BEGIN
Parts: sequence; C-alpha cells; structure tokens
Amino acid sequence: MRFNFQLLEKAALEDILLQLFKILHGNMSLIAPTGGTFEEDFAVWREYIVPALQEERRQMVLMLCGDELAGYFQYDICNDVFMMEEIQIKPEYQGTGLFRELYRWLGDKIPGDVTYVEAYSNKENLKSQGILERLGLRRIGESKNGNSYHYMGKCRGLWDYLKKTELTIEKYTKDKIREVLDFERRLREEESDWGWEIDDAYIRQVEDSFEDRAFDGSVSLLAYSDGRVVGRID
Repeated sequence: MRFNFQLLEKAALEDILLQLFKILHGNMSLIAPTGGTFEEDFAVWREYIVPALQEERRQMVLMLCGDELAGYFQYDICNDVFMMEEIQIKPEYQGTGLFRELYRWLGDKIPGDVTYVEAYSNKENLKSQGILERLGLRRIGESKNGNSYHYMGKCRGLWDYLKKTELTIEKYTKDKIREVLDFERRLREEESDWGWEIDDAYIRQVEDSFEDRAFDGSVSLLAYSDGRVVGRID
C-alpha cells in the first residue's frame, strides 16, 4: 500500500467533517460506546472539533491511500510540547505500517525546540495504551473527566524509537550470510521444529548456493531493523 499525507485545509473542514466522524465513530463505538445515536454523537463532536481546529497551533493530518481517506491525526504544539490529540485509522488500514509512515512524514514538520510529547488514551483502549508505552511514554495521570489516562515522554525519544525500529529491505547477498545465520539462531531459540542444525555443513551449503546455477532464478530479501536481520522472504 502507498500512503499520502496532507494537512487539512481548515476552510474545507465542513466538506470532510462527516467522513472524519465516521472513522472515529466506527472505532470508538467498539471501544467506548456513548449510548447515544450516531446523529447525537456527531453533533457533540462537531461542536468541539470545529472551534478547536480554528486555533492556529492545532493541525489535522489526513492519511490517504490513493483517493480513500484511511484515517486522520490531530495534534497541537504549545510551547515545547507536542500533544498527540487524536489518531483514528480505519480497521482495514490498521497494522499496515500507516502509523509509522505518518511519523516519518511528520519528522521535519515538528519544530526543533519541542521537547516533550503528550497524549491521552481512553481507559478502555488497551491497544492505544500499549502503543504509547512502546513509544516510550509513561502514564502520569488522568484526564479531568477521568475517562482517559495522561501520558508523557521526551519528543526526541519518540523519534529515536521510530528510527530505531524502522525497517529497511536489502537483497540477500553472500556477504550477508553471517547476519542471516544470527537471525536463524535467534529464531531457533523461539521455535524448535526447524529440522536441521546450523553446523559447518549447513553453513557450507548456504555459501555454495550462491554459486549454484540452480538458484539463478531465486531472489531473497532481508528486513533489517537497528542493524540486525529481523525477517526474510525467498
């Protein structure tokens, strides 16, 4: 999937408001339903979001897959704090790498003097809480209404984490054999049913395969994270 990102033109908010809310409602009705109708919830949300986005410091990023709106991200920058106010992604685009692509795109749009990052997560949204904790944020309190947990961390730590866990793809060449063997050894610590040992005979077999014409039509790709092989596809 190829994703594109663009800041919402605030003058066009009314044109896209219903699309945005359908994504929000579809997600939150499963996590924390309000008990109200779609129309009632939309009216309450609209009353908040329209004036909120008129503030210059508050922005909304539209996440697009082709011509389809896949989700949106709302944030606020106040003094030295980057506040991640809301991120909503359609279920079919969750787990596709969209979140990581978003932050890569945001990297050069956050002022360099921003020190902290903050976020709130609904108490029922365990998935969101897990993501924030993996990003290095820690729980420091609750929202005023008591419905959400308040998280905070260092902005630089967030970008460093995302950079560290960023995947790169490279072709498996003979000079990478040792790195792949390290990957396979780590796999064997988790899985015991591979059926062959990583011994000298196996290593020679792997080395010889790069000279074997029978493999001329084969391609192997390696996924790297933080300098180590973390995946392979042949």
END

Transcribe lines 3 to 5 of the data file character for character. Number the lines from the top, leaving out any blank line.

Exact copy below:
Repeated sequence: MRFNFQLLEKAALEDILLQLFKILHGNMSLIAPTGGTFEEDFAVWREYIVPALQEERRQMVLMLCGDELAGYFQYDICNDVFMMEEIQIKPEYQGTGLFRELYRWLGDKIPGDVTYVEAYSNKENLKSQGILERLGLRRIGESKNGNSYHYMGKCRGLWDYLKKTELTIEKYTKDKIREVLDFERRLREEESDWGWEIDDAYIRQVEDSFEDRAFDGSVSLLAYSDGRVVGRID
C-alpha cells in the first residue's frame, strides 16, 4: 500500500467533517460506546472539533491511500510540547505500517525546540495504551473527566524509537550470510521444529548456493531493523 499525507485545509473542514466522524465513530463505538445515536454523537463532536481546529497551533493530518481517506491525526504544539490529540485509522488500514509512515512524514514538520510529547488514551483502549508505552511514554495521570489516562515522554525519544525500529529491505547477498545465520539462531531459540542444525555443513551449503546455477532464478530479501536481520522472504 502507498500512503499520502496532507494537512487539512481548515476552510474545507465542513466538506470532510462527516467522513472524519465516521472513522472515529466506527472505532470508538467498539471501544467506548456513548449510548447515544450516531446523529447525537456527531453533533457533540462537531461542536468541539470545529472551534478547536480554528486555533492556529492545532493541525489535522489526513492519511490517504490513493483517493480513500484511511484515517486522520490531530495534534497541537504549545510551547515545547507536542500533544498527540487524536489518531483514528480505519480497521482495514490498521497494522499496515500507516502509523509509522505518518511519523516519518511528520519528522521535519515538528519544530526543533519541542521537547516533550503528550497524549491521552481512553481507559478502555488497551491497544492505544500499549502503543504509547512502546513509544516510550509513561502514564502520569488522568484526564479531568477521568475517562482517559495522561501520558508523557521526551519528543526526541519518540523519534529515536521510530528510527530505531524502522525497517529497511536489502537483497540477500553472500556477504550477508553471517547476519542471516544470527537471525536463524535467534529464531531457533523461539521455535524448535526447524529440522536441521546450523553446523559447518549447513553453513557450507548456504555459501555454495550462491554459486549454484540452480538458484539463478531465486531472489531473497532481508528486513533489517537497528542493524540486525529481523525477517526474510525467498
């Protein structure tokens, strides 16, 4: 999937408001339903979001897959704090790498003097809480209404984490054999049913395969994270 990102033109908010809310409602009705109708919830949300986005410091990023709106991200920058106010992604685009692509795109749009990052997560949204904790944020309190947990961390730590866990793809060449063997050894610590040992005979077999014409039509790709092989596809 190829994703594109663009800041919402605030003058066009009314044109896209219903699309945005359908994504929000579809997600939150499963996590924390309000008990109200779609129309009632939309009216309450609209009353908040329209004036909120008129503030210059508050922005909304539209996440697009082709011509389809896949989700949106709302944030606020106040003094030295980057506040991640809301991120909503359609279920079919969750787990596709969209979140990581978003932050890569945001990297050069956050002022360099921003020190902290903050976020709130609904108490029922365990998935969101897990993501924030993996990003290095820690729980420091609750929202005023008591419905959400308040998280905070260092902005630089967030970008460093995302950079560290960023995947790169490279072709498996003979000079990478040792790195792949390290990957396979780590796999064997988790899985015991591979059926062959990583011994000298196996290593020679792997080395010889790069000279074997029978493999001329084969391609192997390696996924790297933080300098180590973390995946392979042949």